I’ve been thick in the midst of copy edits for my book – which is why you’re seeing the weekly post a day or two later than usual and why everything else in my life seems to be on hold for the moment.
Application for after school care for my oldest son in a couple of weeks? On hold.
The article due last week and the other one I swear I’d finish by the 15th? On hold.
All those boxes we’ve yet to unpack, the ones hidden in the closet of the guest room/my office (that we probably don’t even need to unpack at this point and should just drop off at the local Goodwill)? On hold.
By the time these words hit your inbox, copy edits will likely be turned into my editor – and piece by piece, life will slowly start to resume. Space will come, because it always does. Margin will arrive, because that’s just the way it goes.
But in the meantime, I’m forced to ask what I really, actually need in the moment.
I’m tired, because I barely slept the night before: do I need a glass of wine to wind myself down, or do I need to cozy up with a cup of tea, watch an episode of Atypical on Netflix and go to bed early?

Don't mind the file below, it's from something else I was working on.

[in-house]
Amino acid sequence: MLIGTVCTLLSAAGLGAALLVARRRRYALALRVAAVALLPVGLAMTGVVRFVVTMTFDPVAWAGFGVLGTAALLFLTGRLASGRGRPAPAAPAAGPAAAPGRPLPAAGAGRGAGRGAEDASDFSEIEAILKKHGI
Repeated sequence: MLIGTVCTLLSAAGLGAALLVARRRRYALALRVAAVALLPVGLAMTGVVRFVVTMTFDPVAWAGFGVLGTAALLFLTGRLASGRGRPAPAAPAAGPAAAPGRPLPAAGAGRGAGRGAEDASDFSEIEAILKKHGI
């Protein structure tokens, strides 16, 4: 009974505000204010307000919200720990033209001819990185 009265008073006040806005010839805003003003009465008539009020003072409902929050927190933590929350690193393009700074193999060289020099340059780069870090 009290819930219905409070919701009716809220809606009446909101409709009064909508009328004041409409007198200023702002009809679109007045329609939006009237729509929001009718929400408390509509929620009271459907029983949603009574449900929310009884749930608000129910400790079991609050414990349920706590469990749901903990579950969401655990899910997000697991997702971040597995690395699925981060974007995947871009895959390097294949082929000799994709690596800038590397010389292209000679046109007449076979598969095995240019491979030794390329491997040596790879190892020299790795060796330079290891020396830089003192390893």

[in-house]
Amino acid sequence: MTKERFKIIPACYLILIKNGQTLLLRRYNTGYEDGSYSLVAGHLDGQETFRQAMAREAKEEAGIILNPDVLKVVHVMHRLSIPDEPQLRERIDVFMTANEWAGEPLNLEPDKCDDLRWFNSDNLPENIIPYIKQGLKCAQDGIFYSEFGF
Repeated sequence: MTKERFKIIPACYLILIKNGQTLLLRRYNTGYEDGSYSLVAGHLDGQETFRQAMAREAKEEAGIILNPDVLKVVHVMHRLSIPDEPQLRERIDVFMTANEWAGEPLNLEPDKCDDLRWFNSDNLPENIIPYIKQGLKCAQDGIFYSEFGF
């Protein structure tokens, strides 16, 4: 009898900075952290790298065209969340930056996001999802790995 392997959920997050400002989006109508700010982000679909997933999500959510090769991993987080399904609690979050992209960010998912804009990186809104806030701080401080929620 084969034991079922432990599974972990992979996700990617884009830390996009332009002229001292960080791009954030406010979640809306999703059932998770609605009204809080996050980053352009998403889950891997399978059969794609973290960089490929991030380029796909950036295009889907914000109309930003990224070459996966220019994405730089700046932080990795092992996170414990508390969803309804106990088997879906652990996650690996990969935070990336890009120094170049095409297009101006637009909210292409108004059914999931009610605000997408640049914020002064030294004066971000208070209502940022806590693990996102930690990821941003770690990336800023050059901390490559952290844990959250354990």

I’m cranky, because the editing process is beastly and I wonder if I’ll ever be 100% happy with the final product: do I beat myself up, vicariously taking my frustration out on my kids and on my husband, or do I stop, take a deep breath and put the project on hold until the next morning?I’m lonely, because moving and finding your people takes time: do I sit at home and feel sorry for myself, or do I do something about these feelings of isolation, ask for a new friend’s phone number and extend an invitation to them?
Maybe this comes with the territory, but sometimes coloring outside the lines means learning to stop and pause and listen to your needs.
It makes me think about the conversation Jesus had with Peter: Do you love me? Do you love me? Do you love me? Jesus kept asking Peter the same question, over and over again, and Peter, more than annoyed that he was being asked the same question, got a little frustrated.
But this question was the question Peter needed to hear, and I don’t think he’s the only one who experienced such a litany of questions.
Right now, there’s a question I’m being asked, over and over again: What do you need? What do you need? What do you need? Perhaps like Peter, it feels like the holiest question of all, like Jesus himself is standing beside me, begging me to give my realest, truest answer.
He’s not asking me what I want, but he’s asking me what I need – and what I need is really rather simple. Rest. Peace. Love. Wholeness, for myself and for the world around me. Justice for those who are hurting, who aren’t able to thrive because already-in-place systems don’t allow for them to thrive. A reminder of the gift of today, a gentle nudge from the Spirit to breathe in and out this one beautiful, fragile life I’ve been given.
So, I ask, is it the same for you?
I’ve got two questions for you: What do you need? What question are you being asked, over and over again?